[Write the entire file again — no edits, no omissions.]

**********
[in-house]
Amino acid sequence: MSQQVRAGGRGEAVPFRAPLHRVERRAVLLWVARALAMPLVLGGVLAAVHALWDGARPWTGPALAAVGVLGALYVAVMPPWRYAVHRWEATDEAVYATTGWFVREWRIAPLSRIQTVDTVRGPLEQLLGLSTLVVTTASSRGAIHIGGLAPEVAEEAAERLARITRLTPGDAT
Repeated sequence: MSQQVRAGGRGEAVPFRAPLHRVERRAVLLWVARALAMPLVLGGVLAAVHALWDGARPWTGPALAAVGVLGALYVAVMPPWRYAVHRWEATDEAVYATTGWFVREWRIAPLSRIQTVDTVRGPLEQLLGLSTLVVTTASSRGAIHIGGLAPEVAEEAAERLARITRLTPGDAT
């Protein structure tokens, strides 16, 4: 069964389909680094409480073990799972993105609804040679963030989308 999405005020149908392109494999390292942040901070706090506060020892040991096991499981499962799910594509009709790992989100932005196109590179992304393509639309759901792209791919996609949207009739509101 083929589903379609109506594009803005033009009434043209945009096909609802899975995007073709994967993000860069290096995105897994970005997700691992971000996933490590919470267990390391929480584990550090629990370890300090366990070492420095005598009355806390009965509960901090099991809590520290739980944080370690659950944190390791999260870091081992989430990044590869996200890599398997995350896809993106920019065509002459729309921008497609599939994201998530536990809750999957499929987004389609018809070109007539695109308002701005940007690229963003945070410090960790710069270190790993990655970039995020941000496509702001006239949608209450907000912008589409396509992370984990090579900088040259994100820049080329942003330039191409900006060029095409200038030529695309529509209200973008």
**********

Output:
[in-house]
Amino acid sequence: MSQQVRAGGRGEAVPFRAPLHRVERRAVLLWVARALAMPLVLGGVLAAVHALWDGARPWTGPALAAVGVLGALYVAVMPPWRYAVHRWEATDEAVYATTGWFVREWRIAPLSRIQTVDTVRGPLEQLLGLSTLVVTTASSRGAIHIGGLAPEVAEEAAERLARITRLTPGDAT
Repeated sequence: MSQQVRAGGRGEAVPFRAPLHRVERRAVLLWVARALAMPLVLGGVLAAVHALWDGARPWTGPALAAVGVLGALYVAVMPPWRYAVHRWEATDEAVYATTGWFVREWRIAPLSRIQTVDTVRGPLEQLLGLSTLVVTTASSRGAIHIGGLAPEVAEEAAERLARITRLTPGDAT
């Protein structure tokens, strides 16, 4: 069964389909680094409480073990799972993105609804040679963030989308 999405005020149908392109494999390292942040901070706090506060020892040991096991499981499962799910594509009709790992989100932005196109590179992304393509639309759901792209791919996609949207009739509101 083929589903379609109506594009803005033009009434043209945009096909609802899975995007073709994967993000860069290096995105897994970005997700691992971000996933490590919470267990390391929480584990550090629990370890300090366990070492420095005598009355806390009965509960901090099991809590520290739980944080370690659950944190390791999260870091081992989430990044590869996200890599398997995350896809993106920019065509002459729309921008497609599939994201998530536990809750999957499929987004389609018809070109007539695109308002701005940007690229963003945070410090960790710069270190790993990655970039995020941000496509702001006239949608209450907000912008589409396509992370984990090579900088040259994100820049080329942003330039191409900006060029095409200038030529695309529509209200973008």